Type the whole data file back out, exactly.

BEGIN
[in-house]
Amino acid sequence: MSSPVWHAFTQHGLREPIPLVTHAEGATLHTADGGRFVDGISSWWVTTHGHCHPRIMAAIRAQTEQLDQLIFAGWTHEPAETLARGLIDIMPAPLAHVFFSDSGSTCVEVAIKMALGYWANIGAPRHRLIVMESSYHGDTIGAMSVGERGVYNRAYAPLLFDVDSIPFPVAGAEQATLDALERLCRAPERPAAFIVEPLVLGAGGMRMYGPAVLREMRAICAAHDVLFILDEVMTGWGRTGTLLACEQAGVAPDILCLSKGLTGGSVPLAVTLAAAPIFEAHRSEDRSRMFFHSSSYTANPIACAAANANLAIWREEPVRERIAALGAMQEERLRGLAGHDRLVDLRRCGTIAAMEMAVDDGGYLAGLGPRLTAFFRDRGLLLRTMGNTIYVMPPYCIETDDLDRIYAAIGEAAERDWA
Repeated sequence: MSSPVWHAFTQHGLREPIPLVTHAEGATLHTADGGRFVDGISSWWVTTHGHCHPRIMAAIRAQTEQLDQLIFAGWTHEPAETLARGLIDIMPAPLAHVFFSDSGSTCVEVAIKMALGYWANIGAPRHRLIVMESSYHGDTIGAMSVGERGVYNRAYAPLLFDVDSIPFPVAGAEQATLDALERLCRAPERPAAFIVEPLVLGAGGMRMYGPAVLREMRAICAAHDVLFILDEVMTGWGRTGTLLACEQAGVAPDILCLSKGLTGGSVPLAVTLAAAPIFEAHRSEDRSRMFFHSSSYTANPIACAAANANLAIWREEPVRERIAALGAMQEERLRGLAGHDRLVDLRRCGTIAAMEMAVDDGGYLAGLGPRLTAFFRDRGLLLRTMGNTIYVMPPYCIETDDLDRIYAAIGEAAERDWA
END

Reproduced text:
[in-house]
Amino acid sequence: MSSPVWHAFTQHGLREPIPLVTHAEGATLHTADGGRFVDGISSWWVTTHGHCHPRIMAAIRAQTEQLDQLIFAGWTHEPAETLARGLIDIMPAPLAHVFFSDSGSTCVEVAIKMALGYWANIGAPRHRLIVMESSYHGDTIGAMSVGERGVYNRAYAPLLFDVDSIPFPVAGAEQATLDALERLCRAPERPAAFIVEPLVLGAGGMRMYGPAVLREMRAICAAHDVLFILDEVMTGWGRTGTLLACEQAGVAPDILCLSKGLTGGSVPLAVTLAAAPIFEAHRSEDRSRMFFHSSSYTANPIACAAANANLAIWREEPVRERIAALGAMQEERLRGLAGHDRLVDLRRCGTIAAMEMAVDDGGYLAGLGPRLTAFFRDRGLLLRTMGNTIYVMPPYCIETDDLDRIYAAIGEAAERDWA
Repeated sequence: MSSPVWHAFTQHGLREPIPLVTHAEGATLHTADGGRFVDGISSWWVTTHGHCHPRIMAAIRAQTEQLDQLIFAGWTHEPAETLARGLIDIMPAPLAHVFFSDSGSTCVEVAIKMALGYWANIGAPRHRLIVMESSYHGDTIGAMSVGERGVYNRAYAPLLFDVDSIPFPVAGAEQATLDALERLCRAPERPAAFIVEPLVLGAGGMRMYGPAVLREMRAICAAHDVLFILDEVMTGWGRTGTLLACEQAGVAPDILCLSKGLTGGSVPLAVTLAAAPIFEAHRSEDRSRMFFHSSSYTANPIACAAANANLAIWREEPVRERIAALGAMQEERLRGLAGHDRLVDLRRCGTIAAMEMAVDDGGYLAGLGPRLTAFFRDRGLLLRTMGNTIYVMPPYCIETDDLDRIYAAIGEAAERDWA